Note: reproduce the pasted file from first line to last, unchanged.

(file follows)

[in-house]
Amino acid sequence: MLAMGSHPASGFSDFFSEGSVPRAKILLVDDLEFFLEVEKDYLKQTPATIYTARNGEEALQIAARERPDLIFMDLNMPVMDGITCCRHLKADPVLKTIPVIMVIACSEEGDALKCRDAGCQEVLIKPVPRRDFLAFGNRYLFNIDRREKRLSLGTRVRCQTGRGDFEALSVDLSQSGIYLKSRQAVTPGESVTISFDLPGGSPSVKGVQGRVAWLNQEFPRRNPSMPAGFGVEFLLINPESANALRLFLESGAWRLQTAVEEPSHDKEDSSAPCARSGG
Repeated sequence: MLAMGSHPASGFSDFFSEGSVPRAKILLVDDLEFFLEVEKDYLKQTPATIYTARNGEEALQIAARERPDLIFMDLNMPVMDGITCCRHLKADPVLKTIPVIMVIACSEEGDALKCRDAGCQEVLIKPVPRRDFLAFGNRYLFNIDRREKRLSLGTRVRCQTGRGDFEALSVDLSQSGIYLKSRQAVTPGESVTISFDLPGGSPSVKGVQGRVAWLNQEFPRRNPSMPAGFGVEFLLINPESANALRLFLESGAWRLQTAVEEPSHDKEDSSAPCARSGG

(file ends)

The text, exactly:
[in-house]
Amino acid sequence: MLAMGSHPASGFSDFFSEGSVPRAKILLVDDLEFFLEVEKDYLKQTPATIYTARNGEEALQIAARERPDLIFMDLNMPVMDGITCCRHLKADPVLKTIPVIMVIACSEEGDALKCRDAGCQEVLIKPVPRRDFLAFGNRYLFNIDRREKRLSLGTRVRCQTGRGDFEALSVDLSQSGIYLKSRQAVTPGESVTISFDLPGGSPSVKGVQGRVAWLNQEFPRRNPSMPAGFGVEFLLINPESANALRLFLESGAWRLQTAVEEPSHDKEDSSAPCARSGG
Repeated sequence: MLAMGSHPASGFSDFFSEGSVPRAKILLVDDLEFFLEVEKDYLKQTPATIYTARNGEEALQIAARERPDLIFMDLNMPVMDGITCCRHLKADPVLKTIPVIMVIACSEEGDALKCRDAGCQEVLIKPVPRRDFLAFGNRYLFNIDRREKRLSLGTRVRCQTGRGDFEALSVDLSQSGIYLKSRQAVTPGESVTISFDLPGGSPSVKGVQGRVAWLNQEFPRRNPSMPAGFGVEFLLINPESANALRLFLESGAWRLQTAVEEPSHDKEDSSAPCARSGG